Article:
The Ride Home 4

The ride out is hard. You know you will not see your family for a few months and the things you will see will leave you with dreams for decades to come. But that ride home is phenomenal. When you get a day like the one pictured, the mountains on the starboard side as you glide through the water are one of the most beautiful things you will ever see. The fresh air that replaces the mechanically scrubbed air that you have been breathing for so long feels a bit foreign on your lungs at first. But the anticipation of holding a loved one once again wipes away the months of isolation.
Louisiana Homebound

The ballistic missile submarine USS Louisiana travels in Hood Canal, Wash., May 3, 2018, as it returns to Naval Base Kitsap-Bangor following a strategic deterrent patrol. Navy photo by Lt. Cmdr. Michael Smith

Someone once asked me how you could be isolated surrounded by so many others in such a confined space. My only answer is that until you have done it, you would not be able to understand it no matter how well I tried to explain. It is a singular form of loneliness that many of us created to protect ourselves from facts and a reality. The fact is that even the best submarine ever built is designed ot operate in a very dangerous ocean that has claimed some of our best submariners in the past. The fact is that the submarine is made with human hands, and the ocean was created with God’s hands. Which do you think has a better chance at winning a fight?
I do not know how many moving parts are on a Trident of any class of submarine. I do know that the failure of just a few could create a situation where the boat will not come home. All sailors who face the challenges of the sea are special. Submariners are just a bit more special than most.  (Or is that a little crazier?… I always get the two confused)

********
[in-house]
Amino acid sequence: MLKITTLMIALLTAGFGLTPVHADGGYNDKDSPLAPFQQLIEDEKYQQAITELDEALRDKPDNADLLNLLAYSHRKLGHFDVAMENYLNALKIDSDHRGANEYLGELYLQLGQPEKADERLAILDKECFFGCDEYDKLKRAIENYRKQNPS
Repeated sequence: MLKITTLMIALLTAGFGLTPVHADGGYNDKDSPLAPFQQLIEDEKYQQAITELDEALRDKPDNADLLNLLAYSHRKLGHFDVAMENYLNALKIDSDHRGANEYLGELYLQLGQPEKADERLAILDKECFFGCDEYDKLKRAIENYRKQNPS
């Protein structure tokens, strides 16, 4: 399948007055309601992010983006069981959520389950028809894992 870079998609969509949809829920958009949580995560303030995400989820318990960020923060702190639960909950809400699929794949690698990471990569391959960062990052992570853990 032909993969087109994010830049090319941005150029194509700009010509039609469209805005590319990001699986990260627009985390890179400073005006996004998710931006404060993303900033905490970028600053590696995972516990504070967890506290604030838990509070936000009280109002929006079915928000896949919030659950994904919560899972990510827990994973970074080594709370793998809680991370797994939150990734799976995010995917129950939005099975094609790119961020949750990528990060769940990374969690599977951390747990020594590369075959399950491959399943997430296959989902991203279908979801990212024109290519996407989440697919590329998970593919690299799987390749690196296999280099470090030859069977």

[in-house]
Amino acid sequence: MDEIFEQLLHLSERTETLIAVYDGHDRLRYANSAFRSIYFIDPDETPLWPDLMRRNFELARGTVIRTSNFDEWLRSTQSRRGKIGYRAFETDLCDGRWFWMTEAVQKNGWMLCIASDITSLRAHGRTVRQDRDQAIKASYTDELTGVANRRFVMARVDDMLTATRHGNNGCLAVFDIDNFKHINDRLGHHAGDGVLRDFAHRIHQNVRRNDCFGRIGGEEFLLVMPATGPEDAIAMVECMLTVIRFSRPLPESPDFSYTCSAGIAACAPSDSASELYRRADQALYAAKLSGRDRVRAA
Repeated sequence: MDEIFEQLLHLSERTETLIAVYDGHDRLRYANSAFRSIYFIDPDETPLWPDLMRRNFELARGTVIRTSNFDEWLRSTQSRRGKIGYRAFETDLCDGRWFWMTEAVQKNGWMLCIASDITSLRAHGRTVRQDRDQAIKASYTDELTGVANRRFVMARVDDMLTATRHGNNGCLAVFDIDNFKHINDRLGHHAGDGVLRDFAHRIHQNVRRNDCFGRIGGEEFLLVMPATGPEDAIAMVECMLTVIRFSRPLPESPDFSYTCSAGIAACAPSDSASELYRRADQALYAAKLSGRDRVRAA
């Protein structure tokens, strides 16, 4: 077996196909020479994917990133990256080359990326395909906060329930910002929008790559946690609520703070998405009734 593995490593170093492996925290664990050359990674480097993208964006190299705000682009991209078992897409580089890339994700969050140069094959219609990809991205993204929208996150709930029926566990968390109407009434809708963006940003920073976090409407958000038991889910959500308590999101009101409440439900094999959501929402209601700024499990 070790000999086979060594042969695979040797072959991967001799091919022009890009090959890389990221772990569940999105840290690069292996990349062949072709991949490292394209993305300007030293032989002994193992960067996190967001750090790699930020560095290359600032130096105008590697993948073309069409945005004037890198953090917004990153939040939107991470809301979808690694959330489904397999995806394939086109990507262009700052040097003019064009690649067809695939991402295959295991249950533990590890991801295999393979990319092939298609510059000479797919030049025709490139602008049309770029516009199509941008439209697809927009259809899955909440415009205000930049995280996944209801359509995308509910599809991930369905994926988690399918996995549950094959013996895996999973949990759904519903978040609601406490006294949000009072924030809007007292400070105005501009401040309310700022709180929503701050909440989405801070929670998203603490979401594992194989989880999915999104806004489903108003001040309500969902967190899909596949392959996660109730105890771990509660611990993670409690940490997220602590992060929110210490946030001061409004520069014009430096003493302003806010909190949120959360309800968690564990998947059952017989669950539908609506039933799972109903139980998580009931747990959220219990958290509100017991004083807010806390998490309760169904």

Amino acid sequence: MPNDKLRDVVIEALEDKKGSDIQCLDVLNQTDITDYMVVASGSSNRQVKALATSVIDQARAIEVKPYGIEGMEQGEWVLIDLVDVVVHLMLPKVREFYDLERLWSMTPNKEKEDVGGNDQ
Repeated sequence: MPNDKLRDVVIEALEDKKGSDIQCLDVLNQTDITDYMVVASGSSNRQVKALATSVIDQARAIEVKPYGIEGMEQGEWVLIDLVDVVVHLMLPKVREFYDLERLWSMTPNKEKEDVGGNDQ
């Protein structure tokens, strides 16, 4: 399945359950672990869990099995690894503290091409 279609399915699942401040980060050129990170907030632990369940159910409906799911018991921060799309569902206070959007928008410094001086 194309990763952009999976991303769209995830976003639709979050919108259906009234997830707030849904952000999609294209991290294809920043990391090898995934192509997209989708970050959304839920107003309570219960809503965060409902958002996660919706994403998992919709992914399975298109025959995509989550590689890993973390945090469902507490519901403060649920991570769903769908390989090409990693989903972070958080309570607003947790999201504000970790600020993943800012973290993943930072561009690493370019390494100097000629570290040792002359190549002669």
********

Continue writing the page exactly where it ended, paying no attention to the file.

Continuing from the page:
Welcome Home shipmates.

Thanks’ for keeping the peace.

Mister Mac

4 comments

    • Submarines have quietly slipped in and out of so many ports for generations with only the occasional Russian trawler present to mark the occasion. The welcome home typically is represented by a few family members standing on the pier or at an airport waiting to see the loved one they have missed for months at a time. Babies are born, children grow, wives change their look but the submariner comes home looking tired and often with a far off stare. The long months of drilling and working in a confined space take their toll. A glass of fresh milk and the smell of a charcoal barbeque do a lot to erase the memories of where you have been for a few hours…

  1. A submarine heading home, alone sets the scene – a beautiful but yet a lonely vision. It’s a familiar course for some us. To those who can only imagine what’s hidden in the picture your comments are the key that opens up what is hidden in the picture.

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